The Pope repeatedly and appropriately points to the need for law to respect the “Common Good”. Unfortunately, the media and many big government progressive think that means their definition of the “common good” which comes from more central planning and control by elites. However the Catholic Church is clear that the Common Good must respect individual dignity, subsidiarity and place the rights of individuals above the quest for the Common Good. The Catholic concept of the Common Good has been discussed in detail on the Sunbeam Times. (To read the Cathechism and verify the quotes here, please see the outstanding CCC site at St. Charles Borromeo Church in Picayune, MS)

The Pope ignores an essential condition of society – Subsidiarity – when he repeatedly calls for a massive global government structure able to impose its will on all in the world. The Catechism warns against excessive government intervention:

1883 Socialization also presents dangers. Excessive intervention by the state can threaten personal freedom and initiative. The teaching of the Church has elaborated the principle of subsidiarity, according to which “a community of a higher order should not interfere in the internal life of a community of a lower order, depriving the latter of its functions, but rather should support it in case of need and help to co- ordinate its activity with the activities of the rest of society, always with a view to the common good.”

1894   In accordance with the principle of subsidiarity, neither the state nor any larger   society should substitute itself for the initiative and responsibility of   individuals and intermediary bodies.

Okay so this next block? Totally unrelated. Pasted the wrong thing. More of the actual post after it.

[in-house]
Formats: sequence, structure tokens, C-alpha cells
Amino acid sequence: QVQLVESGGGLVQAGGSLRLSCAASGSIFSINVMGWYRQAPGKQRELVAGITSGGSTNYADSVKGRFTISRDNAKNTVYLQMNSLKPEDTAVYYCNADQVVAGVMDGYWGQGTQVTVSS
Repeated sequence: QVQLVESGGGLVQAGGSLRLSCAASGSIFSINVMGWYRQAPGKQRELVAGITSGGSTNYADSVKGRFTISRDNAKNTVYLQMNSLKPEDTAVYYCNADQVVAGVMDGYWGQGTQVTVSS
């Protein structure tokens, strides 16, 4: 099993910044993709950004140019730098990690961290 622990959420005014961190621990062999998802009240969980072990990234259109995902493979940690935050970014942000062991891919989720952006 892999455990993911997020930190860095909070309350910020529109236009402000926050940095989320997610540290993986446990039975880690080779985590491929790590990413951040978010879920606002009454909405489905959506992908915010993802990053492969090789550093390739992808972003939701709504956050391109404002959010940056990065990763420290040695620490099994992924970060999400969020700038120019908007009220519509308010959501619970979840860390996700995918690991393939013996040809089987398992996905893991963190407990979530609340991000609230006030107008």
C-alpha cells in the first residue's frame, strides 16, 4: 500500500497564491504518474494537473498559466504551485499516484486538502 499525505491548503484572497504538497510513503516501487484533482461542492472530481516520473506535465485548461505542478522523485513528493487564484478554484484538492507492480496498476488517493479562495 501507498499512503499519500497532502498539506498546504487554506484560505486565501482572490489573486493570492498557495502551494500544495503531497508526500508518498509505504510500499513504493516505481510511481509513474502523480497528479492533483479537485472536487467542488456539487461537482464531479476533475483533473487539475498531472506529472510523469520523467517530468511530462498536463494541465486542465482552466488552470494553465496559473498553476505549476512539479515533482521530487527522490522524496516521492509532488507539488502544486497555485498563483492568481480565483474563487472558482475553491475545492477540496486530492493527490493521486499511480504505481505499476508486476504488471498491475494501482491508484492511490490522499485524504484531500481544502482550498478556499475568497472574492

1885   The principle of subsidiarity is opposed to all forms of collectivism. It sets limits for state intervention. It aims at harmonizing the relationships between individuals and societies. It tends toward the establishment of true international order.

2209   The family must be helped and defended by appropriate social measures. Where families cannot fulfill their responsibilities, other social   bodies have the duty of helping them and of supporting the institution of the family. Following the principle of  subsidiarity, larger communities should take care not to usurp the family’s   prerogatives or interfere in its life.

The Pope frequently and inappropriately attacks capitalism as the source of the perceived global environmental “crisis”. He frequently assumes that any profit earning activity on energy is designed to earn a profit at any expense. This demonstrates an immature understanding of market forces as has been well described by Thomas Woods in his book “The Church and the Market”. More importantly, the Pope, when calling for central planning by global government is overtly calling for a socialist or collectivist approach to society. That is forbidden by the Catholic Church which states in the Catehcism:

2425 The Church has rejected the totalitarian and atheistic ideologies associated in modem times with “communism” or “socialism.” She has likewise refused to accept, in the practice of “capitalism,” individualism and the absolute primacy of the law of the marketplace over human labor. Regulating the economy solely by centralized planning perverts the basis of social bonds; regulating it solely by the law of the marketplace fails social justice, for “there are many human needs which cannot be satisfied by the market.” Reasonable regulation of the marketplace and economic initiatives, in keeping with a just hierarchy of values and a view to the common good, is to be commended.”

Of course the same paragraph points to inappropriate quests for illegitimate profit in unfettered capitalism. This issue has been discussed extensively in the treatise on Evangelii Gaudium here at the Sunbeam Times. In brief, the attacks of the Pope on Capitalism are misplaced since he more properly should recognize the activity he has labeled as capitalism as crony corporatism. The Pope ignores the basic property rights of individual in society and their ability to engage in economic activity when he calls for dominion over their activities from a global government.